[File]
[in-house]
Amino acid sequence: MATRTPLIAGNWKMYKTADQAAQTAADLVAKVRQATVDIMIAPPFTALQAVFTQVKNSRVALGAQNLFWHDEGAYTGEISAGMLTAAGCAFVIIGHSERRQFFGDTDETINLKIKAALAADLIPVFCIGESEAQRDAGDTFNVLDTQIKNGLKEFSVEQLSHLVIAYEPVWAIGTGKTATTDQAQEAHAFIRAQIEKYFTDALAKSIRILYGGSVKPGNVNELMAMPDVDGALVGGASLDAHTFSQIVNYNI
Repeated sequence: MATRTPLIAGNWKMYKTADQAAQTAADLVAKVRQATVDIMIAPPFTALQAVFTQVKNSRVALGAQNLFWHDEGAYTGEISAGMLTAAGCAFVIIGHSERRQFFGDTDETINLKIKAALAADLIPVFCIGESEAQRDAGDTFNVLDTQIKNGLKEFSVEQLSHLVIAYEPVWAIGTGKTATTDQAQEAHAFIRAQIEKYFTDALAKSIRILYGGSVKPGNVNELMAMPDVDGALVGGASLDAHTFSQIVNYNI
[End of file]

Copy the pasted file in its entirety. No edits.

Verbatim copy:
[in-house]
Amino acid sequence: MATRTPLIAGNWKMYKTADQAAQTAADLVAKVRQATVDIMIAPPFTALQAVFTQVKNSRVALGAQNLFWHDEGAYTGEISAGMLTAAGCAFVIIGHSERRQFFGDTDETINLKIKAALAADLIPVFCIGESEAQRDAGDTFNVLDTQIKNGLKEFSVEQLSHLVIAYEPVWAIGTGKTATTDQAQEAHAFIRAQIEKYFTDALAKSIRILYGGSVKPGNVNELMAMPDVDGALVGGASLDAHTFSQIVNYNI
Repeated sequence: MATRTPLIAGNWKMYKTADQAAQTAADLVAKVRQATVDIMIAPPFTALQAVFTQVKNSRVALGAQNLFWHDEGAYTGEISAGMLTAAGCAFVIIGHSERRQFFGDTDETINLKIKAALAADLIPVFCIGESEAQRDAGDTFNVLDTQIKNGLKEFSVEQLSHLVIAYEPVWAIGTGKTATTDQAQEAHAFIRAQIEKYFTDALAKSIRILYGGSVKPGNVNELMAMPDVDGALVGGASLDAHTFSQIVNYNI